Fraud Stamp is a small team of experts in personal finance that offers a range of free resources including online courses, books and reports to educate investors in the field of finance and investing. You can visit our website at or follow us on Twitter @FraudStamp. Enrol on our latest free short online course, ‘Giving the Scammer a Kick in the Groin’.

No Financial Advice

This article does not constitute financial advice in any way. This article should be treated as supplementary information to add to your existing knowledge base.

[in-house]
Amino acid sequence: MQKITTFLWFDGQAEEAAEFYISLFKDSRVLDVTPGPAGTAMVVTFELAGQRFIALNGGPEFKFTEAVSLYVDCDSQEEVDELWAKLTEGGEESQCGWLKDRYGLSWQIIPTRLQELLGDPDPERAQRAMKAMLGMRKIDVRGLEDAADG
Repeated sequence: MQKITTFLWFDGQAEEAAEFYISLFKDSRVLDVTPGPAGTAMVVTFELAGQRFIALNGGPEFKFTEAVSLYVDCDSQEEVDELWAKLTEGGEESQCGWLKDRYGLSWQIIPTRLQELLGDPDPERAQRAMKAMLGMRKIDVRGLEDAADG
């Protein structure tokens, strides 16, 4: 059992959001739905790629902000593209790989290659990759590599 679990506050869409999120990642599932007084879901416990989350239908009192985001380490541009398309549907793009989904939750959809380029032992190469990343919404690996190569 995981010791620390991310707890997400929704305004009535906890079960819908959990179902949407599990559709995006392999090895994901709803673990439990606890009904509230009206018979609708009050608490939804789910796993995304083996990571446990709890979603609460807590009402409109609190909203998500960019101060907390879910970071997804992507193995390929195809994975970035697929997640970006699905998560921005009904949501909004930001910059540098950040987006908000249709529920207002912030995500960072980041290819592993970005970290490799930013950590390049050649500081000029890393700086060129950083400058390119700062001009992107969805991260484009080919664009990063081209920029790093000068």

Visit us at or follow us on Twitter @FraudStamp.



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Fraud Stamp

Fraud Stamp

A wise investor is a well informed investor. We aim to identify and help investors manage risk. From cryptocurrency to property, from stocks to fine wine.